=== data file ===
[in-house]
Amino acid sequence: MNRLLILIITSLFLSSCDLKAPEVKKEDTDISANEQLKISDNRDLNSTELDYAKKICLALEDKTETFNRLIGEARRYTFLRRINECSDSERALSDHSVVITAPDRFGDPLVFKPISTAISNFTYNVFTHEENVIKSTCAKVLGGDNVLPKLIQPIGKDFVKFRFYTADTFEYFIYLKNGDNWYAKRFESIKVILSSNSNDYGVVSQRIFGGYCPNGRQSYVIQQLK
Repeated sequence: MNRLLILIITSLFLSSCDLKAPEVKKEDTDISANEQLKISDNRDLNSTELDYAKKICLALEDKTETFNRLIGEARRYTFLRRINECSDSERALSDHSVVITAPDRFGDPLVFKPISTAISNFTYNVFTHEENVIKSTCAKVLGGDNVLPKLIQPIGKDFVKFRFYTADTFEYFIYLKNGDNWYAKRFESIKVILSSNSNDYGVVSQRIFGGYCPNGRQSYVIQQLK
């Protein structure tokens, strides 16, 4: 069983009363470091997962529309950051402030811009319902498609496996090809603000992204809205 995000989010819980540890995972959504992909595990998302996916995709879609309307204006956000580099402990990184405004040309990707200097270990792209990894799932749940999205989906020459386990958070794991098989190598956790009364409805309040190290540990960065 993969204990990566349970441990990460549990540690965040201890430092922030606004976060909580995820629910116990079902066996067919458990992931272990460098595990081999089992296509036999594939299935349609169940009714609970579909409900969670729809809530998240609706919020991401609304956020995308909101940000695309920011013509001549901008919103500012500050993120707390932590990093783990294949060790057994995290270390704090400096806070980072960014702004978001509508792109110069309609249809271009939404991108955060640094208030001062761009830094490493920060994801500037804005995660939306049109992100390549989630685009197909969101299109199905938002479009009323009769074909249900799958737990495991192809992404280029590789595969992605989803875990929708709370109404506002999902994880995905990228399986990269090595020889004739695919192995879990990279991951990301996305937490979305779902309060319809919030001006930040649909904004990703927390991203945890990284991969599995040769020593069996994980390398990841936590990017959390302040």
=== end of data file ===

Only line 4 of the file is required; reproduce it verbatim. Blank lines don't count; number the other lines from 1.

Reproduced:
């Protein structure tokens, strides 16, 4: 069983009363470091997962529309950051402030811009319902498609496996090809603000992204809205 995000989010819980540890995972959504992909595990998302996916995709879609309307204006956000580099402990990184405004040309990707200097270990792209990894799932749940999205989906020459386990958070794991098989190598956790009364409805309040190290540990960065 993969204990990566349970441990990460549990540690965040201890430092922030606004976060909580995820629910116990079902066996067919458990992931272990460098595990081999089992296509036999594939299935349609169940009714609970579909409900969670729809809530998240609706919020991401609304956020995308909101940000695309920011013509001549901008919103500012500050993120707390932590990093783990294949060790057994995290270390704090400096806070980072960014702004978001509508792109110069309609249809271009939404991108955060640094208030001062761009830094490493920060994801500037804005995660939306049109992100390549989630685009197909969101299109199905938002479009009323009769074909249900799958737990495991192809992404280029590789595969992605989803875990929708709370109404506002999902994880995905990228399986990269090595020889004739695919192995879990990279991951990301996305937490979305779902309060319809919030001006930040649909904004990703927390991203945890990284991969599995040769020593069996994980390398990841936590990017959390302040």